Yes, the alliteration was strong in that title.
This past week has been a lot about Christmas. I had the joy of attending several caroling services, parties, and get togethers. It’s Christmas. I’m in Edinburgh. Life is good.
Last Friday, I went to a caroling service at Greyfriar’s Kirk, hosted by the christian unions of the universities in Edinburgh.
One of my very first posts was of the graveyard and scenery of Greyfriar’s and the first ceilidh I ever went to was here. It was nice to return and see the beautiful church decorated for Christmas and to enjoy a lovely caroling service.
The highlight for me was a rendition done by the choir of the Candlelight Carol, which I swiftly proceeded to hunt down on iTunes. There are several standard, lovely choral versions, but for a pretty and slightly more unique rendering, you might look at a CD called Tre Luci, which also includes several other well known Christian hymns, though no other Christmas ones.
The organ is spectacular in this church, as you can see.
The speaker was very good and I enjoyed the carol choices. I confess that I prefer to just stand and absorb the beautiful music rather than to sing along and become distracted with my own self-consciousness.
Night comes way too early in this city these days. The sun starts to set around 3:30 in the afternoon. I’m clinging to the bright, twinkling Christmas lights (figuratively, mind you, not literally clinging to them) because I know that after New Year’s, it’s going to be a long, dark winter.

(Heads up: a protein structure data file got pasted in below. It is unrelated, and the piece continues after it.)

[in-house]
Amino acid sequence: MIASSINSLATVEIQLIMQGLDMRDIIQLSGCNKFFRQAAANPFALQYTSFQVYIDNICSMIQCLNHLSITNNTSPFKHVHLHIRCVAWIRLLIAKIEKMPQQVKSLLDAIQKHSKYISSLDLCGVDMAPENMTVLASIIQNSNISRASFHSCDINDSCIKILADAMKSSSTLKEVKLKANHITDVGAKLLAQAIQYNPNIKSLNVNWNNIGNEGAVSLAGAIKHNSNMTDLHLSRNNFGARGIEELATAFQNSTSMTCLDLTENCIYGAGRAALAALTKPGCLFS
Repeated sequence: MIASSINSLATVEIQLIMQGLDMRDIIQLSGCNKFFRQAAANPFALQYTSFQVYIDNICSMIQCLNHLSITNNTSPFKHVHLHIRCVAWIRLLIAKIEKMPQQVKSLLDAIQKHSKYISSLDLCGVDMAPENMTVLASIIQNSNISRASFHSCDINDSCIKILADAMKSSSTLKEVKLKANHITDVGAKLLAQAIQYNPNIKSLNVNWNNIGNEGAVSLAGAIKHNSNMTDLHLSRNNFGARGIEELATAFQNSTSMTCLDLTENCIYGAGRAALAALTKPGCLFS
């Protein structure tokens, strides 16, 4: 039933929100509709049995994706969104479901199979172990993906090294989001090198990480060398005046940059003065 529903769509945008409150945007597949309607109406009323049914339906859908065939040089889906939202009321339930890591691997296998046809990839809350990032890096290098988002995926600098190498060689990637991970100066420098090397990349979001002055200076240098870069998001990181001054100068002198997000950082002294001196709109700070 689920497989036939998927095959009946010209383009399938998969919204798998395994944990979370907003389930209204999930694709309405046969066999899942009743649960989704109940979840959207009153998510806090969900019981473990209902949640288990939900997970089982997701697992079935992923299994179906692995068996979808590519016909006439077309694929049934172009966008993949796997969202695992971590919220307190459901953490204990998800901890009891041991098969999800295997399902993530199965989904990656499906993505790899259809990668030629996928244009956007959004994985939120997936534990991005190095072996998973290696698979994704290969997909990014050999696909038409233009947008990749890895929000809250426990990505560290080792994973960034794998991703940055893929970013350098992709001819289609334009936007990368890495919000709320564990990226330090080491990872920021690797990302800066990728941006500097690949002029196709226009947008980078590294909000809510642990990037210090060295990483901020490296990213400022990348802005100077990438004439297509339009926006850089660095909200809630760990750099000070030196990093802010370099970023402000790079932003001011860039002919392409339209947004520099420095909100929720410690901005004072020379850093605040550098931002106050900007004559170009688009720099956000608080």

Last Sunday involved not only the usual lovely church service, but caroling at the castle. In anticipation, I baked an apple pie to feed my friends after the caroling.
Amazingly enough, this was the first time I set foot within the walls of Edinburgh Castle. It’s right next door to me, but any time I want to do something, I feel like I should go out somewhere else and save the easy castle for when it’s too hard to go elsewhere. But today, there was a Christmas caroling event in the castle, so the time had come to see what Edinburgh Castle has to offer.
You can see the ferris wheel from here!
Edinburgh Castle is a bit different from the other ones I’ve been to. I normally go to more or less abandonned ruins of castles without roofs, often with broken down walls, and usually with very few visitors.
This one is quite populated (even on a nippy Sunday afternoon) and has several fully intact buildings that are being used as museums and for events.
Dear old Mons Meg, the siege gun. The plaque underneath reads the following:
‘This giant medieval siege gun was presented to King James II in 1457 and used in war against the English. It was kept in the castle and used also for firing salutes. During one firing in 1558, the massive gunstone was found almost 2 miles away! It last fired in 1681 when its barrel burst.’
And thus ended the impressive career of this ginormous cannon.
In any cartoon that was ever created, this would result in an explosion and Hannah’s head would be covered in soot. She would shake it off and walk away, having learned a very important lesson about sticking one’s head in a cannon.